4. I tried the amber at Beervana. Once I got over my disappointment as it became clear that we weren’t about to see anything groundbreakingly exciting from McCashins, I was pretty pleased with the Amber. I made the comment at the time that I could easily session on it. It was my first beer of the day, so my palate was clear, and I found it balanced, just on the sweet side, but not overly so, with good malt character though lacking a little in hop flavour or aroma. I decided it was “a better mainstream beer than the mainstream beers” and assumed that’s where McCashins are positioning it. Leaving the economics of that approach aside, I agree with Stu that there will be quite a few people out there who will drink it wanting to support a family owned brewery, and others who will want to be different but who aren’t quite ready for the “flavour attack” of an Epic or an 8 Wired. This beer is for them.

    It’s also worth noting that Emma and co have been big supporters of SOBA, and love their beer with a passion. Who knows what might come out of the brewery in time? :) Worth a “wait and see” I think.


  5. Provided by McCashins brewer Sam Wilson

    Hi Martin,

    The hops we use are all organic hops. I’m sure you will be aware of the limited varieties available organically, so it’s been and interesting challenge, but one that has worked out well. The main hops we use are Motueka, Pacific Gem and Rakau; with a compliment between early and some pretty last minute late hopping. Many of todays beers are overly focused on hops, our point of difference is that we have toned down the hops and put more emphasis on the malty characters, as a way of complimenting rather than dominating with hops. Not to say we won’t bring out future beers without a good bold hop character.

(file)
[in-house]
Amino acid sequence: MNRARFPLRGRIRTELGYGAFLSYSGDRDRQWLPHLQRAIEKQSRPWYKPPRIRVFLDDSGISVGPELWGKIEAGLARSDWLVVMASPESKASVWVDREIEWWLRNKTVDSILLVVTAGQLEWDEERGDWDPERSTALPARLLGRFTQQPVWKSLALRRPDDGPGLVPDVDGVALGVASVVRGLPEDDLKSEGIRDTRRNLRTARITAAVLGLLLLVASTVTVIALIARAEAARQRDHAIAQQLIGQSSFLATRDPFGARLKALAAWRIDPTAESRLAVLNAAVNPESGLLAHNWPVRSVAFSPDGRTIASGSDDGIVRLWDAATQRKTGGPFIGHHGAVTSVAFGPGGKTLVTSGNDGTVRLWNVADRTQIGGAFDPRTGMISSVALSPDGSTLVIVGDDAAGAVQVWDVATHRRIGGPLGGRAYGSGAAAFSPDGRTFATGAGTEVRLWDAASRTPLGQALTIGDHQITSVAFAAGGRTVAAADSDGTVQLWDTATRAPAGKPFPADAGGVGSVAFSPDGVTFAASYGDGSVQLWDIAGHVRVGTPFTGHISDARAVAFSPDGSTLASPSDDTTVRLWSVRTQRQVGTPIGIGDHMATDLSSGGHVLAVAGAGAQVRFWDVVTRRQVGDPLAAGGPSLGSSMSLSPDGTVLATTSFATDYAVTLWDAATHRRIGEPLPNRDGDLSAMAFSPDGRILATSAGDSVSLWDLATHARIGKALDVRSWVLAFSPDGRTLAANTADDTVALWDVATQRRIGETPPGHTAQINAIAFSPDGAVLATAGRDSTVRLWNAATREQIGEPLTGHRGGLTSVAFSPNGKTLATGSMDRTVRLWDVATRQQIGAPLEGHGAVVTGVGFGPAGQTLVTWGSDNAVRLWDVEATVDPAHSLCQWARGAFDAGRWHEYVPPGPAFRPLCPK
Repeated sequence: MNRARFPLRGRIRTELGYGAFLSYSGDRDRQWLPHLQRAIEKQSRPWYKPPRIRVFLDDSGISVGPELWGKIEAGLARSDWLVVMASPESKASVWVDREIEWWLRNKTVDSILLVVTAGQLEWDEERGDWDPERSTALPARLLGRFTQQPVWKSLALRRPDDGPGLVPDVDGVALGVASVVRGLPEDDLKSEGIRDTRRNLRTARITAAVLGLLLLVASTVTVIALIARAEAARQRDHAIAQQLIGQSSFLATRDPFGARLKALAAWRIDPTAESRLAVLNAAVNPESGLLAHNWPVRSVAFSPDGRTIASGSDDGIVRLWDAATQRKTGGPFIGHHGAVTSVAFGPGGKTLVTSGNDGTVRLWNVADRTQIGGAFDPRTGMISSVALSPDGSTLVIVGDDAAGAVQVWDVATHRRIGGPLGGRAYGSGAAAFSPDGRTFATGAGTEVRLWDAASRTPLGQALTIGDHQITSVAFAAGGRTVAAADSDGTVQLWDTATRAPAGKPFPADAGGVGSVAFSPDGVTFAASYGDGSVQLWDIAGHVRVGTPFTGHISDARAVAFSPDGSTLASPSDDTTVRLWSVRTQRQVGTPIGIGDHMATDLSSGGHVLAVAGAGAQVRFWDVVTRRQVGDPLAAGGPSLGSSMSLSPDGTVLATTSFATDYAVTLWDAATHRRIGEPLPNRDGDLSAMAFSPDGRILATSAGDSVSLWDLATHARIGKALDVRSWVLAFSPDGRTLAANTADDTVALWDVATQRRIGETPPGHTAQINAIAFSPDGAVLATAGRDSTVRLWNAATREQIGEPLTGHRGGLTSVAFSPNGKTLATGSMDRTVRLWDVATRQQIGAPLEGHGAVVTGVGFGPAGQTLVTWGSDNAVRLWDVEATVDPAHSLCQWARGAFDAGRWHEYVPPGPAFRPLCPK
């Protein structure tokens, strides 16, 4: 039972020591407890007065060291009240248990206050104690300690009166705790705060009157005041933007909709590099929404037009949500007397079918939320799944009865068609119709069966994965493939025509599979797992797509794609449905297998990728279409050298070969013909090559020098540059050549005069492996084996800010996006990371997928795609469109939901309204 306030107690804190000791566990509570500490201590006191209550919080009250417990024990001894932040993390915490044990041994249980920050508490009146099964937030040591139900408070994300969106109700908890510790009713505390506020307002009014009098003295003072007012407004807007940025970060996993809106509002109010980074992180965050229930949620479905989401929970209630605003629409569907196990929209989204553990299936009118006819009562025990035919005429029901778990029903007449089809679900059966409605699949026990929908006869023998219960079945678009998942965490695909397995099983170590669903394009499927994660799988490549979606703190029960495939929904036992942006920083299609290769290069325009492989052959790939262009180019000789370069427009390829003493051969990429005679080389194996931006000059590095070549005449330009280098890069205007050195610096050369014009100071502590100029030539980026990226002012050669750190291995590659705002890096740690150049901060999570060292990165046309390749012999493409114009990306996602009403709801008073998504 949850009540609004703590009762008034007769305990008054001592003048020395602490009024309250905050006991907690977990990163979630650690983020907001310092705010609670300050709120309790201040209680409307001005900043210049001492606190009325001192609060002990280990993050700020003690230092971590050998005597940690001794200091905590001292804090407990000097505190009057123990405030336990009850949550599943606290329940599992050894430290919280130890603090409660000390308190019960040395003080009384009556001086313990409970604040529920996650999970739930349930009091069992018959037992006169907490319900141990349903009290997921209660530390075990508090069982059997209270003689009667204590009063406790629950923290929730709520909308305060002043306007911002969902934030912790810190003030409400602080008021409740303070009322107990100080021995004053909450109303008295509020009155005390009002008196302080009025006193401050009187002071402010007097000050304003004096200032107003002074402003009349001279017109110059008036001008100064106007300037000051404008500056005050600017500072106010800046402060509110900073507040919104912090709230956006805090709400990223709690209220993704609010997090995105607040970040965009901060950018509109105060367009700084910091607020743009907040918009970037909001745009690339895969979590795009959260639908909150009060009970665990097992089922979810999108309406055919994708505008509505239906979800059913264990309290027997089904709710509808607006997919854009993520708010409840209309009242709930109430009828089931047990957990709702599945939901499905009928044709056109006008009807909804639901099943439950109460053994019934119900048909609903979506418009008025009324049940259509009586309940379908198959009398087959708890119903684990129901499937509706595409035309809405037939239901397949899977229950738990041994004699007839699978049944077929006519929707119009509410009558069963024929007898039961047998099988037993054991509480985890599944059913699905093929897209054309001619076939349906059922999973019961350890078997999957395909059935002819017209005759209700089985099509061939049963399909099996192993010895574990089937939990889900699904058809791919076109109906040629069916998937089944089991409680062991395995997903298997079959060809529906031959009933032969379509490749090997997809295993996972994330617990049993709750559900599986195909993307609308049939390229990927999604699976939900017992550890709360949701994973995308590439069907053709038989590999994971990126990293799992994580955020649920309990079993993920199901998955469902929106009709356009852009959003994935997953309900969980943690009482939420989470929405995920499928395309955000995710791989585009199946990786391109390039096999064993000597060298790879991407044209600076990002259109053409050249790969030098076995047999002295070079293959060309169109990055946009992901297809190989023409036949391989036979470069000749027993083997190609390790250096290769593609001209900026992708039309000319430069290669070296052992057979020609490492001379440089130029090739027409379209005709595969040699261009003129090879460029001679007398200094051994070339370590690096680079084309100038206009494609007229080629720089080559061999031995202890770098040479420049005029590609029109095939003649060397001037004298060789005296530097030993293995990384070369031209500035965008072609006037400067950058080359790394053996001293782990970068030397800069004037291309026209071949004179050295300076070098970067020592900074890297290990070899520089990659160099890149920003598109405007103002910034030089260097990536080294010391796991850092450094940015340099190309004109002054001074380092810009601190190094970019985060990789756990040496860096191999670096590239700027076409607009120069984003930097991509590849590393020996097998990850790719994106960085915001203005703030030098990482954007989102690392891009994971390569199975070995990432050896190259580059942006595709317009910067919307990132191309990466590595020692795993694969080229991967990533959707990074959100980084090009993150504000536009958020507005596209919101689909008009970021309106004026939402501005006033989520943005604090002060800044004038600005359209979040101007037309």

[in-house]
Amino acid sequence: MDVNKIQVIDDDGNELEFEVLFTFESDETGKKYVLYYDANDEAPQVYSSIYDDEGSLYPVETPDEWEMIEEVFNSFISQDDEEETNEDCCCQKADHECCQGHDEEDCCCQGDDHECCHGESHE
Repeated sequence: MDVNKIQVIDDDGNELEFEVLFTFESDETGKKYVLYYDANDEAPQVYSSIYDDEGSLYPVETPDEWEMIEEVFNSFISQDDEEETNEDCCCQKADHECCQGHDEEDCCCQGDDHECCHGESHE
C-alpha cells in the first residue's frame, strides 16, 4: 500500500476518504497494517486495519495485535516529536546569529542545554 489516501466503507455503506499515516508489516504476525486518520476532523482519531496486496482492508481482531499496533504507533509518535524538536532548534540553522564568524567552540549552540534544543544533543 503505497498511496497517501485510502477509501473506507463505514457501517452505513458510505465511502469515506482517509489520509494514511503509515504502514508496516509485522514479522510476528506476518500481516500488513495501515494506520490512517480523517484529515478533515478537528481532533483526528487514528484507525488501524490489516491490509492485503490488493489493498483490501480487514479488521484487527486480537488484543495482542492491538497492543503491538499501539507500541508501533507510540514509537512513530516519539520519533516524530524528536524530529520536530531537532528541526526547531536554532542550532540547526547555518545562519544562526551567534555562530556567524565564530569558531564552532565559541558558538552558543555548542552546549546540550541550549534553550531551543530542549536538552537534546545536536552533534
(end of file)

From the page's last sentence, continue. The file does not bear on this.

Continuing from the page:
I’ve read your blog and I’m a bit confused as to what you expect in a beer? You mentioned ‘retro’ beers, I hope that doesn’t mean you think these are in any way based on the original beers bought out in the early 80s? These beers have all been developed from scratch, and bare little resemblance to previous beers brewed here. And again I think you’ve overlooked the packaging – we’ve kept the packaging simplistically eyecatching, and bottled it in a nice solid bottle. Also water being the single biggest component by far I think people would be interested to know where it comes from.

    As for the malt we use quite an extensive range of malts, the dark beer itself having 7 different kinds. The gold is a light mix of 3 malts to give it the light and smooth character it has, with a little zest and fruitiness coming from the hops. The amber has a mix of 6 different kinds of malt to emphasize the red/amber colour and give it a fuller malty body, with a lighter hopping to give it a bit of background aroma and flavour. The dark has a wide compliment of malts ranging from the dark roasted malts through to the pale base malt, with some very last minute hop additions to emphasize the aroma without giving it too much of the harsh bitterness evident in some dark beers. It also retains a bit of body and sweetness to round it off.

    As for the yeast we decided early on not to say too much about it, as it seems every brewer raves about their yeast without saying what it is either. We simply decided not to say anything. All I’ll say at this point is that it is a wonderful yeast that behaves beautifully and gives our beers the subtle bodied flavours like nothing I’ve seen before. Not to say we won’t develop other beers using different yeast strains either.